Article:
Re: Shelter's actions faulted | story, April 1
Humane Society needs our support
I have been involved with animal rescue for 12-plus years and have volunteered for the Humane Society of Pinellas for 7-plus years. I am dedicated to the goal of no more homeless animals and rehabilitating dogs with behavioral issues, as is the Humane Society. As such, I am extremely sensitive to the subject of euthanasia.
The Humane Society of Pinellas has served our community for over 60 years. They did, in fact, have to humanely euthanize some animals with medical and behavioral issues last fall. It was unfortunate and I'm sure the decision was a difficult one for them.
The reality is that every shelter across our nation is faced with these difficult decisions when responsible for animals that are sick or may represent a danger to the public.
Too many people dump their pets at shelters if they become sick or inconvenient. Unfortunately, space and funds are limited to care for these animals. If more individuals would responsibly spay/neuter their own animals, step forward and volunteer in the shelters, home foster or actually adopt a shelter animal, these decisions would be unnecessary.
Throughout the country, especially in the South, many companion animals run free and are not spay/neutered. They multiply by the thousands every year, resulting in overpopulation.
These dogs and cats wind up in small rural shelters with five to 15 runs and multiple dogs in a kennel. They are euthanized (sometimes gassed or even shot) for space and most of the animals rarely have a second chance. These are dogs and cats who are sweet, very adoptable and have done nothing wrong and are losing their lives every day — many are just puppies/kittens.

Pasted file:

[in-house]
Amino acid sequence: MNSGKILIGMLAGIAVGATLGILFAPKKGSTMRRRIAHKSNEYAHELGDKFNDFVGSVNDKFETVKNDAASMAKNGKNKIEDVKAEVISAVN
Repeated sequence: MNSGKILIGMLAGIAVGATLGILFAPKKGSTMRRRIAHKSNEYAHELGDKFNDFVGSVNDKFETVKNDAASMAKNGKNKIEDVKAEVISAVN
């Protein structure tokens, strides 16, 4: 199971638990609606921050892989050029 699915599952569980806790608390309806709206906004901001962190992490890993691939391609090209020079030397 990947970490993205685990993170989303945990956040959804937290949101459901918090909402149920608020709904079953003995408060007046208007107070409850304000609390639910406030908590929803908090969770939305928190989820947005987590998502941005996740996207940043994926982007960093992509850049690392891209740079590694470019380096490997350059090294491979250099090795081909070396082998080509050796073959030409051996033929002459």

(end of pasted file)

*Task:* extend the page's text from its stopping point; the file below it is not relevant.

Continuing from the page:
The Humane Society of Pinellas is giving these unfortunate animals a second chance to find homes in our heavily populated metropolitan area. As an animal lover, I would think that each of your readers would applaud this program.
The Humane Society of Pinellas has served our community by giving adoptable animals a second chance for a loving home. They are limited admissions, meaning they accept "adoptable" animals only. This differs from a sanctuary for animals who have little chance of finding a permanent home. Sanctuaries fill up quickly and keep their animals until they die. Once a sanctuary is full, they rarely accept any more animals.
While sanctuaries and the people who run them are angels in our rescue world and we certainly need more of them, the Humane Society of Pinellas is not a sanctuary. If they were to become a sanctuary, they would be unable to save as many animals as they do.
I encourage your readers to volunteer, contribute and adopt from the Humane Society of Pinellas.
Joyce Tabeling, Safety Harbor
Re: Shelter's actions faulted | story, April 1
Don't turn the older pets away
It saddens me that if someone wants to turn in a senior pet to the Humane Society of Pinellas, they may be turned away. Senior pets need homes, too. Not everyone wants a puppy or kitten.